Tom Brokaw Accuser Slams NBC: "Women Have Already Been Through Hell With This Company"

NBC Logo - Getty - H 2016
Getty Images

NBC Logo - Getty - H 2016

In her statement, former NBC News employee Linda Vester wrote that the network's response to the handling of NDAs was "not enough."

Following MSNBC host Rachel Maddow's criticism of NBC in regard to how they handled Ronan Farrow's reporting on Harvey Weinstein and ultimately let the story get away — which Farrow reveals in his new book Catch and Kill  — the network has been hit with another assessment of their current practices.

Linda Vester, a former NBC News employee who accused Nightly News journalist Tom Brokaw of sexual harassment in 2018, on Saturday issued her own statement criticizing the way NBC deals with NDA agreements.

In her statement, written via her foundation Silence Breakers Alliance and obtained by The Hollywood Reporter, Vester referenced what NBC said on Friday after Maddow broke the news that the network will release former employees from legal clauses that prevented them from reporting sexual misconduct. She called its statement "not enough," noting that "women have been through hell with this company."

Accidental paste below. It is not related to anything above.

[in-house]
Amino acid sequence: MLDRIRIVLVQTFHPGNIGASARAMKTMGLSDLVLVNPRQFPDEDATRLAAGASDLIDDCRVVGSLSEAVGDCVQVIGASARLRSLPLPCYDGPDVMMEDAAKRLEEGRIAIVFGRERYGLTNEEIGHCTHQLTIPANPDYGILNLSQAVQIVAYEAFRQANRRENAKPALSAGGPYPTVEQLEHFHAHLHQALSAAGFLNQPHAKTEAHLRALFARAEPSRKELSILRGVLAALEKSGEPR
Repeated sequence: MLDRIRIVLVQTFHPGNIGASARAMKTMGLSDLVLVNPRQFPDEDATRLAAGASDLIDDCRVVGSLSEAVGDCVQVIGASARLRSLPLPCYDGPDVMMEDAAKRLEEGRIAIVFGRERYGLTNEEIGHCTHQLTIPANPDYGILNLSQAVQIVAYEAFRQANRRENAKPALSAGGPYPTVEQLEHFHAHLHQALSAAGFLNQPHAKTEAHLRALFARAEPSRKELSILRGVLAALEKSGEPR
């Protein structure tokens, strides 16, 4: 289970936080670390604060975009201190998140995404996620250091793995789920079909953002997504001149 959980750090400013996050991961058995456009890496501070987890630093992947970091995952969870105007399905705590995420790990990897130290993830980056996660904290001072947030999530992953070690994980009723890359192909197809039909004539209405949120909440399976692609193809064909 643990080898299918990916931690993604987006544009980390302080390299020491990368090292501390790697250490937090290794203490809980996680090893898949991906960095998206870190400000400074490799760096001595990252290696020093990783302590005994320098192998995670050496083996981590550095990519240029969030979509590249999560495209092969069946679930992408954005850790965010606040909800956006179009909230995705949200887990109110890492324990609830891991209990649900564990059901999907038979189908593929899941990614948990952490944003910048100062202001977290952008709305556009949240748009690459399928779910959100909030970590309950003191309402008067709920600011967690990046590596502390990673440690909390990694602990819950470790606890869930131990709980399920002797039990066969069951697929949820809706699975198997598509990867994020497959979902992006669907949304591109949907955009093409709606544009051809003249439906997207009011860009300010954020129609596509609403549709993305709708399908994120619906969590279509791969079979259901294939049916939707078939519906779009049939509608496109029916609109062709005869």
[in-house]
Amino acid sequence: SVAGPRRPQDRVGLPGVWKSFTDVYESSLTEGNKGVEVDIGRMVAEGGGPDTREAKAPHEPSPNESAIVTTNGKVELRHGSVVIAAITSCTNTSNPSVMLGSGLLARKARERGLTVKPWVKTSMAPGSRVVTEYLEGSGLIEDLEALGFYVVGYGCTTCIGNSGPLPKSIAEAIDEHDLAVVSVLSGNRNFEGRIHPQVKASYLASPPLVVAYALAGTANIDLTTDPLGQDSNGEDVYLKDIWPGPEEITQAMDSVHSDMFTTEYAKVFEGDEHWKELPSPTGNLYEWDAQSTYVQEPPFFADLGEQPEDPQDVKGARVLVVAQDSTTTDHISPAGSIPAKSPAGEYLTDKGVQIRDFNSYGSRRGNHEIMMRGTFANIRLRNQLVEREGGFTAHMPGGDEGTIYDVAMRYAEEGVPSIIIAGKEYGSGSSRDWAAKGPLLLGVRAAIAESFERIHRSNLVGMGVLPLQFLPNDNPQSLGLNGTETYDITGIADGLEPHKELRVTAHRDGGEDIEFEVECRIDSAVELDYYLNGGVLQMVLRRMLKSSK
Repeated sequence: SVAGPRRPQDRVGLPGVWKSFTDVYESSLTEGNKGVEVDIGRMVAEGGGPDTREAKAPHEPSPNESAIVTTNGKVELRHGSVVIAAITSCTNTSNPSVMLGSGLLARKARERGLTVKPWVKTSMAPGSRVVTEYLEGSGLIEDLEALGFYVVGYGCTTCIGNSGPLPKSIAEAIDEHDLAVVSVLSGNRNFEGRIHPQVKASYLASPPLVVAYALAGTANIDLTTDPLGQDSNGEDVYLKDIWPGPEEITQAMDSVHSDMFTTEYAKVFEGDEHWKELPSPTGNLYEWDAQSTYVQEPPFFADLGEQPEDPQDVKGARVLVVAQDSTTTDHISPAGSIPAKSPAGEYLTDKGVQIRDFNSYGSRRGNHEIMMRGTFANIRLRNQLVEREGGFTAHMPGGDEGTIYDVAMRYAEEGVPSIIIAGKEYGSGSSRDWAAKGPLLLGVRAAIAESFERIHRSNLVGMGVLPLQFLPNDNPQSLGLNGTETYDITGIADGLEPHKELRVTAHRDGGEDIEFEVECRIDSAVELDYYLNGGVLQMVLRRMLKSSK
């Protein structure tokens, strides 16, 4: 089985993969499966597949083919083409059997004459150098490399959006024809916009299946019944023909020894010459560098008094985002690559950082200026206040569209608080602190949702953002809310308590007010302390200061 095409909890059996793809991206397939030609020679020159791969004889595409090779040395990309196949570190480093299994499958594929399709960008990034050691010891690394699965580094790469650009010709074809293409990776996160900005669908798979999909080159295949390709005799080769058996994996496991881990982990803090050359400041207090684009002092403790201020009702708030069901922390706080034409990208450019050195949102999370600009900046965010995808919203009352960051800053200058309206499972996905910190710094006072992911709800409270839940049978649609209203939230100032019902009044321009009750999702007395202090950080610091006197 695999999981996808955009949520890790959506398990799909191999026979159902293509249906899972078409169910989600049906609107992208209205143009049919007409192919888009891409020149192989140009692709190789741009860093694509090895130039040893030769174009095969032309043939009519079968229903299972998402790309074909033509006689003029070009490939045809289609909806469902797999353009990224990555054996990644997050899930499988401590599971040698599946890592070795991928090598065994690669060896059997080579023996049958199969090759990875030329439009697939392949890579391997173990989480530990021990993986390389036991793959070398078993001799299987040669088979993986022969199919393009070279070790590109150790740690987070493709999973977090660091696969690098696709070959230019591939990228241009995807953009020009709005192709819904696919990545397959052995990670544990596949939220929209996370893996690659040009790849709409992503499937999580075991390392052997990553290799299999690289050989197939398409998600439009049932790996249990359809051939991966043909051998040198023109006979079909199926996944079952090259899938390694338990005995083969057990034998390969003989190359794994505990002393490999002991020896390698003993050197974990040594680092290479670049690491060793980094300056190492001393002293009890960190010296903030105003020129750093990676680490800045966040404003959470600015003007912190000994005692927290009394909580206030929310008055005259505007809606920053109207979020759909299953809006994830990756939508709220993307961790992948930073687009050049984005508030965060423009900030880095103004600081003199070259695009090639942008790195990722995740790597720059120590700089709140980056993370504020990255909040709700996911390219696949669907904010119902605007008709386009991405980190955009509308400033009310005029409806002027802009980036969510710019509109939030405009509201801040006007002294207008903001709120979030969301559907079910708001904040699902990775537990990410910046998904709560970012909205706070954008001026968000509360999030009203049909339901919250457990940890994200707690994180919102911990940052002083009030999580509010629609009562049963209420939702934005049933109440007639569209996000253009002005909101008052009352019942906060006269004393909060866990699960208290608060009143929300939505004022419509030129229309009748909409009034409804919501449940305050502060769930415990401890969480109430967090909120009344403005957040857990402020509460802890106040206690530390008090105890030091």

Vester was reacting to this statement from NBC: "Any former NBC News employee who believes that they cannot disclose their experience with sexual harassment as a result of a confidentiality or non-disparagement provision in their separation agreement should contact NBCUniversal and we will release them from that perceived obligation."

Vester wrote in her response, "NBC Universal’s statement is not enough. The company should not make any former employee, specifically women, go begging on their hands and knees back to NBC to be released from an NDA."

She continued, "Women have already been through hell with this company. Instead, here’s what NBC should do: issue a blanket statement simply releasing all current and former NBC / MSNBC employees from ALL SECRET AGREEMENTS if they have information regarding sexual misconduct, retaliation, silencing or coverups. Because it’s not just the harassment, it’s everything management does to enable perpetrators and harm victims."

When contacted by THR, Vester said that Silence Breakers Alliance, a nonprofit that helps victims speak out and advocates for changes in the workplace in order to eradicate sexual harassment, is offering "confidential support to anyone with information about NBC regarding sexual/gender harassment, intimidation, retaliation, silencing and coverups."

The organization can be contacted through its website.